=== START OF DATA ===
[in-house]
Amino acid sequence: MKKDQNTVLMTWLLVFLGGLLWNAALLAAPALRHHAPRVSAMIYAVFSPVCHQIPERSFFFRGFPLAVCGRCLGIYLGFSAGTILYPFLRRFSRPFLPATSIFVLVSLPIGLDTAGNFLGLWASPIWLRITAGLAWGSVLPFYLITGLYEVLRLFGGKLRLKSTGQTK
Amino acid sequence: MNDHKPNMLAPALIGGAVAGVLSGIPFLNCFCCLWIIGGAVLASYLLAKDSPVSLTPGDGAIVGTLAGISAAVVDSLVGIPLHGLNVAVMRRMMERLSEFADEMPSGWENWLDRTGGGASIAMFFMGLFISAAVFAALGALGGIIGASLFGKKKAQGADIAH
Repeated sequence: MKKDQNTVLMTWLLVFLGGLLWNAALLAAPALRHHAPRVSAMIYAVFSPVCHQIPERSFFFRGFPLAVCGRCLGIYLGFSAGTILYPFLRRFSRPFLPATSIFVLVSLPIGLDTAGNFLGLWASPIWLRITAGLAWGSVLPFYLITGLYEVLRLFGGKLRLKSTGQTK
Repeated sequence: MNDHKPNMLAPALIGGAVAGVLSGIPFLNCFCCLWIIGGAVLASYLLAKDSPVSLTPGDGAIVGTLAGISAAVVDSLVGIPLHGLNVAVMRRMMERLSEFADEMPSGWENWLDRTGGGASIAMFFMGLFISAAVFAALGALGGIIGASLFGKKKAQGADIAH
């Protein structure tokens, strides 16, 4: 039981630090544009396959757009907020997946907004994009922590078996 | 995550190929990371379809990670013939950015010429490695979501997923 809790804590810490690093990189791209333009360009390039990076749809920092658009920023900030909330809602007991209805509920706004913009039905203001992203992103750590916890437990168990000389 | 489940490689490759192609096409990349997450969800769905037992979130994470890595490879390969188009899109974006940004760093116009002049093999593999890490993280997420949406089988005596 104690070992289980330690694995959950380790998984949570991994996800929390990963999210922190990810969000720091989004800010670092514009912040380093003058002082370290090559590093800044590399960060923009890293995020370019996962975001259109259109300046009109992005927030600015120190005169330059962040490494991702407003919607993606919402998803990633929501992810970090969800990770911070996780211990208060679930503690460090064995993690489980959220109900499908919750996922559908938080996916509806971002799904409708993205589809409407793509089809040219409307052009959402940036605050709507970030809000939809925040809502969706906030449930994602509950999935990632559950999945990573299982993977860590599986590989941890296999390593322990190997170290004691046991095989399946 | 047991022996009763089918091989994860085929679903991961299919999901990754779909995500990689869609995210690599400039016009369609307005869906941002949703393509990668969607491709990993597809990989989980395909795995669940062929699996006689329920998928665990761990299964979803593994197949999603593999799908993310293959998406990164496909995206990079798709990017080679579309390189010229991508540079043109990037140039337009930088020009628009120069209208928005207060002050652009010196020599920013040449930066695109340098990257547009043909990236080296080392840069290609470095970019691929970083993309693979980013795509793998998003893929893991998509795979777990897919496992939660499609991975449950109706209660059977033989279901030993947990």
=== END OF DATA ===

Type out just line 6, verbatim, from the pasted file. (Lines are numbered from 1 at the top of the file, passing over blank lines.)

């Protein structure tokens, strides 16, 4: 039981630090544009396959757009907020997946907004994009922590078996 | 995550190929990371379809990670013939950015010429490695979501997923 809790804590810490690093990189791209333009360009390039990076749809920092658009920023900030909330809602007991209805509920706004913009039905203001992203992103750590916890437990168990000389 | 489940490689490759192609096409990349997450969800769905037992979130994470890595490879390969188009899109974006940004760093116009002049093999593999890490993280997420949406089988005596 104690070992289980330690694995959950380790998984949570991994996800929390990963999210922190990810969000720091989004800010670092514009912040380093003058002082370290090559590093800044590399960060923009890293995020370019996962975001259109259109300046009109992005927030600015120190005169330059962040490494991702407003919607993606919402998803990633929501992810970090969800990770911070996780211990208060679930503690460090064995993690489980959220109900499908919750996922559908938080996916509806971002799904409708993205589809409407793509089809040219409307052009959402940036605050709507970030809000939809925040809502969706906030449930994602509950999935990632559950999945990573299982993977860590599986590989941890296999390593322990190997170290004691046991095989399946 | 047991022996009763089918091989994860085929679903991961299919999901990754779909995500990689869609995210690599400039016009369609307005869906941002949703393509990668969607491709990993597809990989989980395909795995669940062929699996006689329920998928665990761990299964979803593994197949999603593999799908993310293959998406990164496909995206990079798709990017080679579309390189010229991508540079043109990037140039337009930088020009628009120069209208928005207060002050652009010196020599920013040449930066695109340098990257547009043909990236080296080392840069290609470095970019691929970083993309693979980013795509793998998003893929893991998509795979777990897919496992939660499609991975449950109706209660059977033989279901030993947990």